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Lesson 8. Browser Basics and Project Cus... > Organizing Project Elements

Organizing Project Elements

Thinking about your project and creating a specific organizational system for it can save hours of time during the editing process. How an editor organizes a project can vary according to the size of the project, whether other editors and assistants might be working on the same project, whether the project is based within a larger system or facility, and of course, personal preference. You have been working with footage from the Smithsonian's National Museum of the American Indian film, A Thousand Roads. As an example of project organization, let's take a closer look at how this film's editor, Harry Miller III, organized his project.

Press Cmd-O to bring up the Choose A File window. From the Lessons folder, select Sample Project, and click Choose to open this project. This project has a lot of clips in it, so it may take a while to open.


If a Reconnect window appears, click Continue.

This project includes several bins that organize elements according to type, such as dramatic scenes, stock footage, narration, music, sound effects, and so on.

Click the disclosure triangles for the Edit and Backup bins to display their contents.

These bins contain the sequences for this project. Notice that each sequence name includes a date. Only the sequence with the most recent date is in the Edit bin. This would be used as the current sequence. The Backup bin contains all previous versions of sequences.

Hide the contents of the Edit and Backup bins. Then display the contents of the Scenes bin.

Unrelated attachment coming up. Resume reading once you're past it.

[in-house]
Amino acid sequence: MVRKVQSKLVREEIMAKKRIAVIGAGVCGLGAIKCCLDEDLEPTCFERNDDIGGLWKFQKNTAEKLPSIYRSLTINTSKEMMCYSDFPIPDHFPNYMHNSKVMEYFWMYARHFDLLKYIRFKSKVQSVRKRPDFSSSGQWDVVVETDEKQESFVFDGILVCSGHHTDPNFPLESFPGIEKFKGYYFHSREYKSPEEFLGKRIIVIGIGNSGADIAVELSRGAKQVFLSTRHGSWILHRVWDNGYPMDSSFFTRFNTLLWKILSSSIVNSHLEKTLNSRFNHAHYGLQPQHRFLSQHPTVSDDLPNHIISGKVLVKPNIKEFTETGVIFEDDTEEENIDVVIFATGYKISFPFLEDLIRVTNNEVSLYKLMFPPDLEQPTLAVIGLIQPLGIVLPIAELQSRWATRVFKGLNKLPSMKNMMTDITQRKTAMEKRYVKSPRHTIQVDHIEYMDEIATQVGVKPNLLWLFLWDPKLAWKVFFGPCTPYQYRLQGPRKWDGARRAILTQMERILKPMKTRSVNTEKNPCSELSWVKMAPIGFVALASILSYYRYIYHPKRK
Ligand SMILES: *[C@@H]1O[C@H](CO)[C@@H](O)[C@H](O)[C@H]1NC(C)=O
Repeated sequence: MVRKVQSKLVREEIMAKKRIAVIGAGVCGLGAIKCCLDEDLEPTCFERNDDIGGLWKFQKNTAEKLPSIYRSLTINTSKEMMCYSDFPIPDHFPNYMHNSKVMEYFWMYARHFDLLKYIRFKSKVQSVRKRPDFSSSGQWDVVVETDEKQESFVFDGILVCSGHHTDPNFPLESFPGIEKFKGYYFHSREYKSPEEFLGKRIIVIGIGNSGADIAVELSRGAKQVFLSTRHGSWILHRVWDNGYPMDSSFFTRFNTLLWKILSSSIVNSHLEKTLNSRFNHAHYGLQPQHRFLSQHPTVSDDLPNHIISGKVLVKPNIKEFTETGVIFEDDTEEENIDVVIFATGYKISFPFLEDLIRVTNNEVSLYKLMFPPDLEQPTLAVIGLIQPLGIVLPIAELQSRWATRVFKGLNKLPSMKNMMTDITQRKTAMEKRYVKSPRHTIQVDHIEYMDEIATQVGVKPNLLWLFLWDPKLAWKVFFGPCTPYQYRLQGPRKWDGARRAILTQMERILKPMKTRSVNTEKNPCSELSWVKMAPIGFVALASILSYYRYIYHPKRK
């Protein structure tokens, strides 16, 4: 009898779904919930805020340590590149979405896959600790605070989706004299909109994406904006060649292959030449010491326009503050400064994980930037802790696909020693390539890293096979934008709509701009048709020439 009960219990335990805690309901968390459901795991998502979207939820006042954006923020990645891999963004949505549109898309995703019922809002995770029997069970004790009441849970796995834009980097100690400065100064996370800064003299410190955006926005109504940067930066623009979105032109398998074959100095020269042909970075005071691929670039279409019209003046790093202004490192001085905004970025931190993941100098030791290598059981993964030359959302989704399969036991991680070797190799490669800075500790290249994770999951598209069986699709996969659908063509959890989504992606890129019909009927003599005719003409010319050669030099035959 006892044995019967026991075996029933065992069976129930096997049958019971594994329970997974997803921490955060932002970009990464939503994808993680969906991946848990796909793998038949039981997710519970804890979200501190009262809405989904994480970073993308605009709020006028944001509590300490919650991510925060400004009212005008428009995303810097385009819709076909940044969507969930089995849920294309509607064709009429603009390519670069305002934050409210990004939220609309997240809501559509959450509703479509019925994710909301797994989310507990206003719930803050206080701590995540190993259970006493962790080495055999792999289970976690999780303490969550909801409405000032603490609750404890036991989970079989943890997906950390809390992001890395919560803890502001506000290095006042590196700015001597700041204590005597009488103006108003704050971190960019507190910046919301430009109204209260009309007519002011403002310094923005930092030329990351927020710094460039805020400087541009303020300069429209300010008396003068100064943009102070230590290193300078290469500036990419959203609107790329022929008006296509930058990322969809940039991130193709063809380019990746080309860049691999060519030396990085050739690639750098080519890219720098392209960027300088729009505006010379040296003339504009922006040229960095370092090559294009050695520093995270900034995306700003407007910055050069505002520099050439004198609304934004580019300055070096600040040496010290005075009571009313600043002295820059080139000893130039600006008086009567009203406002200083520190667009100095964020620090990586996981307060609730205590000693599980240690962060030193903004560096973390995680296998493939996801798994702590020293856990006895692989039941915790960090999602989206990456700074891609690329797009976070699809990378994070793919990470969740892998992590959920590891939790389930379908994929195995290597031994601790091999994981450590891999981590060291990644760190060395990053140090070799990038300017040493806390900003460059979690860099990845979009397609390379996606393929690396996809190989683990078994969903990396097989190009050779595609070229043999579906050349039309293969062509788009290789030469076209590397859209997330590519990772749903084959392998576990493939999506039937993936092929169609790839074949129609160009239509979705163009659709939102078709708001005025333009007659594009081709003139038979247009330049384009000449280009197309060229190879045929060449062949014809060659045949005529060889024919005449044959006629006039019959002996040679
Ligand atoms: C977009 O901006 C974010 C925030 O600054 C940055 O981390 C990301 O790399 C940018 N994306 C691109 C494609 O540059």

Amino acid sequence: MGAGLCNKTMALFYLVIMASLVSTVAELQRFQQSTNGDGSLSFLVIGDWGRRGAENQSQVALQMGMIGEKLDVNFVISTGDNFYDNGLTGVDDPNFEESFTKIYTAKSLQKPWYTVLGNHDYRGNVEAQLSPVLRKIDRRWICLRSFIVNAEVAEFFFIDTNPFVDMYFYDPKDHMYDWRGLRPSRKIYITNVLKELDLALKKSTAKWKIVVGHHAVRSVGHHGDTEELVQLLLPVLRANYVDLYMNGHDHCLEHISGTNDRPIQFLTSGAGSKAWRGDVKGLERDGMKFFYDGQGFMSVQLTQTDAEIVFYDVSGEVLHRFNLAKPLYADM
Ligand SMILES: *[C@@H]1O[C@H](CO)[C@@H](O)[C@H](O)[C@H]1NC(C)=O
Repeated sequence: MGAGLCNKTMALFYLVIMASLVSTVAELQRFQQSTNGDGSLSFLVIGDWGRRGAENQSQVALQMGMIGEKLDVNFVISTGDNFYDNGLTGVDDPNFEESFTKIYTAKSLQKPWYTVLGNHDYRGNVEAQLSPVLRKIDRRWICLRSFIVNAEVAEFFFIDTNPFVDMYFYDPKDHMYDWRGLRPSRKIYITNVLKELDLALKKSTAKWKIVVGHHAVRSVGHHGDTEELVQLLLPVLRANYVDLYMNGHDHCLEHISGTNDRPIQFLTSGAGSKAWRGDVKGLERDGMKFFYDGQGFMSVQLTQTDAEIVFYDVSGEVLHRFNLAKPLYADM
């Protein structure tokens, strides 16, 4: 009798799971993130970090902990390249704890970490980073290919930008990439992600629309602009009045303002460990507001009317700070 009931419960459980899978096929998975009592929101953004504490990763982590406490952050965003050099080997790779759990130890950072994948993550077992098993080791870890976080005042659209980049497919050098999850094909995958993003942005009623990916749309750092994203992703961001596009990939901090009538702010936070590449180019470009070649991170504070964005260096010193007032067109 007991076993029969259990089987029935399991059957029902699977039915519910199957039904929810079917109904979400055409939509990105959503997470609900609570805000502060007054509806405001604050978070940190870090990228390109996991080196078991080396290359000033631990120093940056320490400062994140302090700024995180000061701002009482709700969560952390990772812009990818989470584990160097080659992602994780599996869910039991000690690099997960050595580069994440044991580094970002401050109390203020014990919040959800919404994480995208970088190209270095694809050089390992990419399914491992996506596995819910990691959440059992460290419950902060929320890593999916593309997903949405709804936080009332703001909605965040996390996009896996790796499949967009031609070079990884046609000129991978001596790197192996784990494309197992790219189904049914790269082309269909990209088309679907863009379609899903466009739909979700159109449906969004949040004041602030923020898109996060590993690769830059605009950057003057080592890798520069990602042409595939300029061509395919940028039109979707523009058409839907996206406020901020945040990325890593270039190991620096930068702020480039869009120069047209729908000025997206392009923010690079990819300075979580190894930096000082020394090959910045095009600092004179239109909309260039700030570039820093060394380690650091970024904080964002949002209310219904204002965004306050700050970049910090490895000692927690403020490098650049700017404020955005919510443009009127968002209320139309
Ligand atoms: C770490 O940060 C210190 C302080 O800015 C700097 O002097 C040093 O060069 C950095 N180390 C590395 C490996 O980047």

Most of the scenes have separate bins containing clips used in them. Single-digit scene numbers contain leading zeros. Without a leading zero—as in the Sc.06 bin—that bin would appear after the Sc.55 bin.

Display the contents of the Sc.06 bin.

The naming convention for these clips follows typical dramatic or narrative-type shows, using the scene and take numbers in the name.


Each of the clips in this project has a red line through it, indicating they are not linked to any media files. You will not be viewing any clips or sequences from this project, only examining its organizational structure.

Scroll down to see the Sc.36 bin.

This bin has a colored label that makes it easy to identify, just like the bin you labeled earlier in this lesson.

Close all the open bins, and look at the bottom of the list to see the bins whose names begin with an underscore.

If you want a bin to appear at the top of the alphabetized Name column, enter a space before the first letter of the name. If you want a bin to appear at the bottom of the list, such as in this project, use an underscore before the first letter.

To close this project, Ctrl-click the Sample Project project tab and choose Close Tab from the shortcut menu.



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